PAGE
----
The Endocannabinoid System as an Emerging Target of Pharmacotherapy
The recent identification of cannabinoid receptors and their endogenous lipid ligands has triggered an exponential growth of studies exploring the endocannabinoid system and its regulatory functions in health and disease. Such studies have been greatly facilitated by the introduction of selective cannabinoid receptor antagonists and inhibitors of endocannabinoid metabolism and transport, as well as mice deficient in cannabinoid receptors or the endocannabinoid-degrading enzyme fatty acid amidohydrolase.
In the past decade, the endocannabinoid system has been implicated in a growing number of physiological functions, both in the central and peripheral nervous systems and in peripheral organs. More importantly, modulating the activity of the endocannabinoid system turned out to hold therapeutic promise in a wide range of disparate diseases and pathological conditions, ranging from mood and anxiety disorders, movement disorders such as Parkinson’s and Huntington’s disease, neuropathic pain, multiple sclerosis and spinal cord injury, to cancer, atherosclerosis, myocardial infarction, stroke, hypertension, glaucoma, obesity/metabolic syndrome, and osteoporosis, to name just a few.
An impediment to the development of cannabinoid medications has been the socially unacceptable psychoactive properties of plant-derived or synthetic agonists, mediated by CB1 receptors.
However, this problem does not arise when the therapeutic aim is achieved by treatment with a CB1 receptor antagonist, such as in obesity, and may also be absent when the action of endocannabinoids is enhanced indirectly through blocking their metabolism or transport. The use of selective CB2 receptor agonists, which lack psychoactive properties, could represent another promising avenue for certain conditions.
The abuse potential of plant-derived cannabinoids may also be limited through the use of preparations with controlled composition and the careful selection of dose and route of administration. The growing number of preclinical studies and clinical trials with compounds that modulate the endocannabinoid system will probably result in novel therapeutic approaches in a number of diseases for which current treatments do not fully address the patients’ need. Here, we provide a comprehensive overview on the current state of knowledge of the endocannabinoid system as a target of pharmacotherapy.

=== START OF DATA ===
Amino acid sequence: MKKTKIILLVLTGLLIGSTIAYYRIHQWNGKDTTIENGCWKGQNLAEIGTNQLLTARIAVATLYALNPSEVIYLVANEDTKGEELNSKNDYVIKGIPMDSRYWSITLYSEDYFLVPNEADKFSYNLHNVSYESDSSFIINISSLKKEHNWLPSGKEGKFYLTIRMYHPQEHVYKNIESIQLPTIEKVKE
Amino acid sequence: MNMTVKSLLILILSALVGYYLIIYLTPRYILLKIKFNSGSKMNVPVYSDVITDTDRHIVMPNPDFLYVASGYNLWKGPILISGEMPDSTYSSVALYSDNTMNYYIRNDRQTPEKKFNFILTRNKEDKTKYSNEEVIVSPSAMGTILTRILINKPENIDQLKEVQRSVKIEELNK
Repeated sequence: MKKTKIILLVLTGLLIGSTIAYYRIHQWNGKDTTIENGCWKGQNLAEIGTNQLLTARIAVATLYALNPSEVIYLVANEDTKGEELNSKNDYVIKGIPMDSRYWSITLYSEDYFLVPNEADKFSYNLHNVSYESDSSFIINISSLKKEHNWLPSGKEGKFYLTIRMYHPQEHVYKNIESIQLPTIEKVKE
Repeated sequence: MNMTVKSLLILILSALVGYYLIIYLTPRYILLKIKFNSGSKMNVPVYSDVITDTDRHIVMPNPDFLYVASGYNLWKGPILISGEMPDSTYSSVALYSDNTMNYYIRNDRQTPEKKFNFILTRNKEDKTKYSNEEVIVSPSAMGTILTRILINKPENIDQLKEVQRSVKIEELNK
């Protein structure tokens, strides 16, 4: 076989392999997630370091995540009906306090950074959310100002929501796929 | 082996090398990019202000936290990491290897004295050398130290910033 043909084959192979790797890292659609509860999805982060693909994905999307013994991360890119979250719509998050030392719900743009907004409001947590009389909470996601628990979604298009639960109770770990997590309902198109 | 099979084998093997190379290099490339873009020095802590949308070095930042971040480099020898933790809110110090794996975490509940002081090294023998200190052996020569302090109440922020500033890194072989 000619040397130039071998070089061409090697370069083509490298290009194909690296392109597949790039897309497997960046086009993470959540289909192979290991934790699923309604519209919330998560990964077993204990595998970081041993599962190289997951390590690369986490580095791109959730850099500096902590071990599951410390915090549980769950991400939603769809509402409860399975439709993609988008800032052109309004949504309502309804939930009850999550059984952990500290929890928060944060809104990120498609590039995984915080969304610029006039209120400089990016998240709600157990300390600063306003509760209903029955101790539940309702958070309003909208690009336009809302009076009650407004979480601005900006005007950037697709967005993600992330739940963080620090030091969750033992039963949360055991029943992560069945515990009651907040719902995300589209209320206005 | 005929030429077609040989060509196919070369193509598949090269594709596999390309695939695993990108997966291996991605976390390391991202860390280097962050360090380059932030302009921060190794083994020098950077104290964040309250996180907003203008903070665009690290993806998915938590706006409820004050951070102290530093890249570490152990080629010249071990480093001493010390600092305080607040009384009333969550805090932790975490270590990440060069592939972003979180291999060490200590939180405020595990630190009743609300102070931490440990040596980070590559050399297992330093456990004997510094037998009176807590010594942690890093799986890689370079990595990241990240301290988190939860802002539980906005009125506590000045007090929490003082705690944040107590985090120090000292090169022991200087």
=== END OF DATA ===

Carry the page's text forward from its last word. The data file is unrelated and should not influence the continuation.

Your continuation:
- The American Society for Pharmacology and Experimental Therapeutics
Comparing THC and CBD
Acid vs. Neutral Cannabinoid
Health Effects of Cannabinoids
Non-THC Components of Cannabis
- △9-tetrahydrocannabinol (THC) is the primary active ingredient in cannabis
- Secondary compounds may enhance the beneficial effects of THC
- Other cannabinoids and non-cannabinoid compounds may reduce THC-induced anxiety, anticholinergic effects, and immunosuppression
- Terpenoids and flavonoids may increase cerebral blood flow, enhance cortical activity, kill respiratory pathogens and provide anti-inflammatory activity
- Modulates the pharmacokinetics of THC
- Very low affinity for CB1 And CB2 receptors
- Slight affinity for CB receptors as an antagonist
- May modulate downstream signal transduction
- Potent cytochrome P450 3A11 inhibitor thus blocking the formation of 11-OH metabolite
- CBD possesses sedative properties, reduces anxiety and other unpleasant psychological side effects of pure THC
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- Second to THC as the most prevalent cannabinoid.
- Little binding affinity at CB1; mildly antagonizes THC.
- Reduces anxiety, paranoia, tachycardia, hunger, sedation.
- Analgesic; neuroprotective antioxidant; anticonvulsant, anti-nausea; antagonizes TNF-alpha; anti-MRSA; agonistic at 5HT1a (anti-anxiety)
- Cytotoxic to many cancer cell line- cytopreserative to normal cells.
- Improves cognition in animal models of hepatic encephalopathy.